## Using USB Storage

The Omega2 can read and write to USB storage devices, such as USB keys, and USB external hard-drives. This tutorial will show you how to expand the storage on your Omega2 using an external USB storage device, and how to change some of the default configurations.

### USB Storage and Linux

On a Linux device, a USB storage device needs to be mounted in order to be used. Mounting a device maps it’s storage space to a directory on your device so that you may access it.

The Omega2 comes ready with an auto-mounting tool that will take care of that process for you! The default mount location is /tmp/mounts/.

### Using USB storage

Steps to access USB storage:

1. Plug in the USB Storage
2. Navigate to the directory where your USB device is located.
• The default is /tmp/mounts/
• cd /tmp/mounts/
3. Check the directory for your USB storage device
ls
1. Your device will usually be named USB-A1
• cd <device name> to enter the storage space on your USB
• In this example, this would be cd USB-A1

Now that your device is mounted, you can treat this directory just like you would any other one on your Omega. This means you can copy files to the Omega from the USB device, and vice versa. Not only that, you can even run code from your USB device on your Omega!

You can copy files from your Omega to the USB device using the cp command.

cp <FILE YOU WANT TO COPY> <DESTINATION>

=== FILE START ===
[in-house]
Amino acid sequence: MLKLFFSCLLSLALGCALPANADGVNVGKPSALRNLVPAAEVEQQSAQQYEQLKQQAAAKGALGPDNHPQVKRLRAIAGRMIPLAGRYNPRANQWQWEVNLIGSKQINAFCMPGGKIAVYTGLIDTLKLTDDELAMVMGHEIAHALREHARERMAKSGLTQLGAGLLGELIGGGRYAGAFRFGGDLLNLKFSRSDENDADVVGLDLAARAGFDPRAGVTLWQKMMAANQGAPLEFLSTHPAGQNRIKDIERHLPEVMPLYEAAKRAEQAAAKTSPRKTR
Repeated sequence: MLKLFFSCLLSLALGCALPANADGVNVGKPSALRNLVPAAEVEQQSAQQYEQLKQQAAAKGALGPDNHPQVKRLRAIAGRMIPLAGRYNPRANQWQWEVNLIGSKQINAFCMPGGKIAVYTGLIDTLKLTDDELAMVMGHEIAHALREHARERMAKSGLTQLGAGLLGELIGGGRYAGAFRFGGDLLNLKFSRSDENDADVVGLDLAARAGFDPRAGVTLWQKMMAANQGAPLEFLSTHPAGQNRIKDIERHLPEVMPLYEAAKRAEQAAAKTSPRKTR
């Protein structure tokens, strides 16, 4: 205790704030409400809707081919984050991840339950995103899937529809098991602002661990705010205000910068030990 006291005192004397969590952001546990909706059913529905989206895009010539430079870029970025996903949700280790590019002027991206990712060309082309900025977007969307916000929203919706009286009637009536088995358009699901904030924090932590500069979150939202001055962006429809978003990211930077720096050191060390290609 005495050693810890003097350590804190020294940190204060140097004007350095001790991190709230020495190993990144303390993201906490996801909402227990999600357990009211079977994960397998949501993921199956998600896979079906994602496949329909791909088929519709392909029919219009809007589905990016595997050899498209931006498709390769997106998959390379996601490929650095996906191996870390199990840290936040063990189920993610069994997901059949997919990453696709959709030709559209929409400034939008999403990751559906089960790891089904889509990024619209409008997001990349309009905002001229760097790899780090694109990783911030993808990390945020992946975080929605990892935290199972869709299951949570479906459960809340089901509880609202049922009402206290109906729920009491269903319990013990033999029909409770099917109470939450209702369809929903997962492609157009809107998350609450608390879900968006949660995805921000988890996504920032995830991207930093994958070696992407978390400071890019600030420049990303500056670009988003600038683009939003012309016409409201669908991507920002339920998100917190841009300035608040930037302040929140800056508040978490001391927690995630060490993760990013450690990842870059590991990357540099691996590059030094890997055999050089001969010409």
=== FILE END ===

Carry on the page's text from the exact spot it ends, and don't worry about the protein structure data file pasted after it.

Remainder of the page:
Based on the example above, the command would look like the following if I was moving a file from my root directory to the USB device:

cp /root/example.txt /tmp/mounts/USB-A1/example.txt

### Unmounting

Once you are done with your USB storage device, make sure you unmount your device before removing it to avoid corrupting your data.

The umount command is used to unmount the storage

umount <mount point>

From the above example:

umount /tmp/mounts/USB-A1

The USB device can now be safely unplugged.

### Changing the default mount point

In order to change the default mount point of your USB storage devices you’ll need to change a configuration file.

1. Change directories to /etc/config/
cd /etc/config
1. Edit the mountd file with vi
vi mountd

You’ll see the following:

config mountd mountd
option  timeout         60
option  path            /tmp/mounts/
1. Change /tmp/mounts/ to the desired destination
config mountd mountd
option  timeout         60
option  path            <DESIRED MOUNT DIRECTORY>
1. Save the file by hitting ESC and typing :wq

2. Restart the auto-mount service to apply the new settings
/etc/init.d/mountd restart

Your device should now automatically mount to your newly specified directory upon plugging in.